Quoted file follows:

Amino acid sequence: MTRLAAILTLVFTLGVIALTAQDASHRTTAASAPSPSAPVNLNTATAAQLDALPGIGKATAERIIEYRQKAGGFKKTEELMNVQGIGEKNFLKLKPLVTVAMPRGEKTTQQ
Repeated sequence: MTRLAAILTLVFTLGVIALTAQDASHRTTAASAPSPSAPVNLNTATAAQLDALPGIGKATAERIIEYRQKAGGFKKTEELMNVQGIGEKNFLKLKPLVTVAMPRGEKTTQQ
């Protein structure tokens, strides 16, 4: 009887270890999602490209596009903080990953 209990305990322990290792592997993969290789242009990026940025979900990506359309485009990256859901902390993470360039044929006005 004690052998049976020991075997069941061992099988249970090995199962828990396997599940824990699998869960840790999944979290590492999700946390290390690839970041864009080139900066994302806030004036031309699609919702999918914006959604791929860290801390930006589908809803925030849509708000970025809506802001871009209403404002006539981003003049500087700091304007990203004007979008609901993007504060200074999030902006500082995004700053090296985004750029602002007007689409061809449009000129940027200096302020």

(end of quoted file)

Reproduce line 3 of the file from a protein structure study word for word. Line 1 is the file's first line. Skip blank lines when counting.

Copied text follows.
């Protein structure tokens, strides 16, 4: 009887270890999602490209596009903080990953 209990305990322990290792592997993969290789242009990026940025979900990506359309485009990256859901902390993470360039044929006005 004690052998049976020991075997069941061992099988249970090995199962828990396997599940824990699998869960840790999944979290590492999700946390290390690839970041864009080139900066994302806030004036031309699609919702999918914006959604791929860290801390930006589908809803925030849509708000970025809506802001871009209403404002006539981003003049500087700091304007990203004007979008609901993007504060200074999030902006500082995004700053090296985004750029602002007007689409061809449009000129940027200096302020």